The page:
If you’re a frog in a field, there are many ways to croak

pixabella_Green_Valentine_Frog_with_pink_heartsJust saw a link to a story on the Guardian titled “Common pesticides ‘can kill frogs within an hour’“. Obviously, my interest was peaked. Global amphibian decline is a well-noted phenomenon, and it is possible that pesticides may play some role. But killing frogs “within an hour” is a pretty shocking result for a pesticide that is used properly. The Guardian piece reports on a study published today in Scientific Reports by Carsten Bruhl et al. The study aimed to study “a ‘realistic worst-case’ exposure scenario for single pesticides with direct overspray on a natural soil substrate.” To do this, they caged frogs, and sprayed them with the pesticides. So I guess this would be pretty realistic to find out how pesticides sprayed in a field would injure frogs that were in the field at the time of spraying.

 

RISK = TOXICITY x EXPOSURE

 

To find out the actual risk of a frog being killed by a pesticide in the real world, there are two components that must be quantified: toxicity and exposure. This study did a fine job of testing the toxicity of these pesticides when sprayed directly on frogs. But it is quite a leap to say this is or isn’t a significant contributor to global amphibian decline, because the study does nothing to estimate the exposure to these pesticides that frogs would experience in the wild. I really don’t know how many frogs hang out in crop fields, but it seems to me that a field where these pesticides are used would not be a very welcoming habitat for frogs to begin with. Estimating the potential exposure is necessary to put this toxicity information to any practical use.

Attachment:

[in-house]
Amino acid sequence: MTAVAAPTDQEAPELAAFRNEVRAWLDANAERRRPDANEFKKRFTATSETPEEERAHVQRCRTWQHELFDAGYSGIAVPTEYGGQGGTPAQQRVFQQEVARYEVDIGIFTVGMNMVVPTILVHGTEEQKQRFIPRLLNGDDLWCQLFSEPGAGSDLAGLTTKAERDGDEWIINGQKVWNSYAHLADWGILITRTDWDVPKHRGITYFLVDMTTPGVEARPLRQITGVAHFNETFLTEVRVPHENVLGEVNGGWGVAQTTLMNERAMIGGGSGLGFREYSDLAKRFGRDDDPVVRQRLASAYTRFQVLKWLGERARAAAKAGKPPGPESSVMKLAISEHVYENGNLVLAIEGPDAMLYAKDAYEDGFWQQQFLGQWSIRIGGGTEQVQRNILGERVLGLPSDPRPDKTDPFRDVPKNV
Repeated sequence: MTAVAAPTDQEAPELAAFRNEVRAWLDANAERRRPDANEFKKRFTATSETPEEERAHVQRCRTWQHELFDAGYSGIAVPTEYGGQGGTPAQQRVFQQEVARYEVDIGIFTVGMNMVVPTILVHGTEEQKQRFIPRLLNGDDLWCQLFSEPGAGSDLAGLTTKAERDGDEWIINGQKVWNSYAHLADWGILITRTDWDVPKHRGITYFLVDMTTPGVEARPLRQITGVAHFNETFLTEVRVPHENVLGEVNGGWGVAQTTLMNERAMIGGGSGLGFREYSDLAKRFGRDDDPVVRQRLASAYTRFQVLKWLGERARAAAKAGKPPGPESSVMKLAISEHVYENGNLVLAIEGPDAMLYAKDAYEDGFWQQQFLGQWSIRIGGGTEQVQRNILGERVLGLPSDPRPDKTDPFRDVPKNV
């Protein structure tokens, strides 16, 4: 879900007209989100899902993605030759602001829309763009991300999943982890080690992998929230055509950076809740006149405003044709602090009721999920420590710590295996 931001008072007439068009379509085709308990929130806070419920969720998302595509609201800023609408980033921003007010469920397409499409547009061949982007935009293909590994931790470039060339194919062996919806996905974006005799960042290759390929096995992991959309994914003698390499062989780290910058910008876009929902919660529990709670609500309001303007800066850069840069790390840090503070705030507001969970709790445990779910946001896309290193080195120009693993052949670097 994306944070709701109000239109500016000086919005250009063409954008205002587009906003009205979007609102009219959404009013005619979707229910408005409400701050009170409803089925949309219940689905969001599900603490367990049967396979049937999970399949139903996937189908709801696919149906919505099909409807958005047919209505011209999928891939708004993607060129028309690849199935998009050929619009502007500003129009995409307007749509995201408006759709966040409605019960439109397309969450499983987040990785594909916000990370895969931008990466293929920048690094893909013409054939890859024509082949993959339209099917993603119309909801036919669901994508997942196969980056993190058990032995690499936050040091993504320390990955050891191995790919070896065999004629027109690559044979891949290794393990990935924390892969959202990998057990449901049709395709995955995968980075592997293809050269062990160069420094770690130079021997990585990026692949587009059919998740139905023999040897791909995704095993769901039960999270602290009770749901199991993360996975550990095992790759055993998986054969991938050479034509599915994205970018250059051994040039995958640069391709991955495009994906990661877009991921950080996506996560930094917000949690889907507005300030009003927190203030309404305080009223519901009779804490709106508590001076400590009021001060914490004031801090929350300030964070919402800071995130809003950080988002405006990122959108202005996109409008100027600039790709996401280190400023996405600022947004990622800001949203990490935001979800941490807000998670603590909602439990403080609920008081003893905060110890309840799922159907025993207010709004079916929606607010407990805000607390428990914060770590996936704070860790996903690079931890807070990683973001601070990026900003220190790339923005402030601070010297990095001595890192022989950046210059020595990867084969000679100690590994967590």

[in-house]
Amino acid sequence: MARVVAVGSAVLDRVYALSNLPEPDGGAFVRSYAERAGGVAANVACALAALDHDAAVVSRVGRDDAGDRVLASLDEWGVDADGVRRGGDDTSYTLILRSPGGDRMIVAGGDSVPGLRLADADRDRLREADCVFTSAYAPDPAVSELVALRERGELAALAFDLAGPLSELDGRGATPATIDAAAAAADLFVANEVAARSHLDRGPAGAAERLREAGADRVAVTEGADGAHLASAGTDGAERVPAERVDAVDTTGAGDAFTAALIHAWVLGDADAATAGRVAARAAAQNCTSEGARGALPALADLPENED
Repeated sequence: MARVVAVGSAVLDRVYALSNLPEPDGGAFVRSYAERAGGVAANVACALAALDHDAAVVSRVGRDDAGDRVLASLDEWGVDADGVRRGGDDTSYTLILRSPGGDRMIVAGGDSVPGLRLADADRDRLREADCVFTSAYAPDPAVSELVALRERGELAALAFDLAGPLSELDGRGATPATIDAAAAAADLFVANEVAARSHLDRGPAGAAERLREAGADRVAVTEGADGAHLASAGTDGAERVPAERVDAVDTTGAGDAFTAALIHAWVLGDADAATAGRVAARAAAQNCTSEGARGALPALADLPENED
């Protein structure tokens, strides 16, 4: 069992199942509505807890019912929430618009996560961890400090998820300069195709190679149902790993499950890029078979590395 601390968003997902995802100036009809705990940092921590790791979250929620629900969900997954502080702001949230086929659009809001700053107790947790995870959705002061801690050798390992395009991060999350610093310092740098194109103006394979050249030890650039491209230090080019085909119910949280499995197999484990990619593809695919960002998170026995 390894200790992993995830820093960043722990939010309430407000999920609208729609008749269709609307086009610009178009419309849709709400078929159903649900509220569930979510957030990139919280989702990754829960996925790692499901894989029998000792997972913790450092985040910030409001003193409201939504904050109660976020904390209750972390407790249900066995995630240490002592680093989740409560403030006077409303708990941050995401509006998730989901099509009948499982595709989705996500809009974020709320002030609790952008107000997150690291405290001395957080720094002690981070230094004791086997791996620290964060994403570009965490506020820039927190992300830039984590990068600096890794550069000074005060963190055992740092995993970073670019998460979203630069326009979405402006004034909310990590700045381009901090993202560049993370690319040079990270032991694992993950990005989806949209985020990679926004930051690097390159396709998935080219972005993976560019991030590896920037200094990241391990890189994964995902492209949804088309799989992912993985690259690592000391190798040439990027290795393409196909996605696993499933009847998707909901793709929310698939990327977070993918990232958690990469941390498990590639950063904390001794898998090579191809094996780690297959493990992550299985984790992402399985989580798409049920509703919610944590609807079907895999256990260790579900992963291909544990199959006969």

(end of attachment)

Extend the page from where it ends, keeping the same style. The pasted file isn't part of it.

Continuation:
So this study basically looks at the risk to frogs who happen to be in the field at the time of application. But let’s put this in context. A crop field is a pretty dangerous place to live, whether pesticides are sprayed or not. The frogs that do live there are going to have a difficult time surviving many cultivation practices, not just application of synthetic pesticides. Even many organically approved weed control methods would probably kill a frog if it happened to be in the field at the time. Take flame weeding, for example. I wonder how long a frog would live after this implement came over top:

And I would presume the medieval-looking rotary hoe (pictured below) wouldn’t do any good to a frog in the field, either. In fact, I vividly remember pulling impaled toads off of the rotary hoe we pulled behind our old John Deere 630 when I was growing up. So, yes, pesticides may kill frogs “within an hour.” But I highly doubt many of the organically approved weed control methods would be any safer for a poor frog making a crop field her home.

Rotary hoe image

The rotary hoe: a common implement for weed management in conventional and organic agriculture.
Photo by Judi Graff, who blogs at FARMnWIFE.com

Comments

    1. A very good question Judi. The exposure aspect is a major gap in the data on this issue. The EFSA report that the authors of this article cite notes that there are really no reliable data about how many amphibians might be in a crop field at the time of any given field operation. My suspicion would be not many frogs would hang out in a field. Perhaps they may cross a field on their way to somewhere else… but seems to me the actual impact of a pesticide applied directly to frogs would be minimal.

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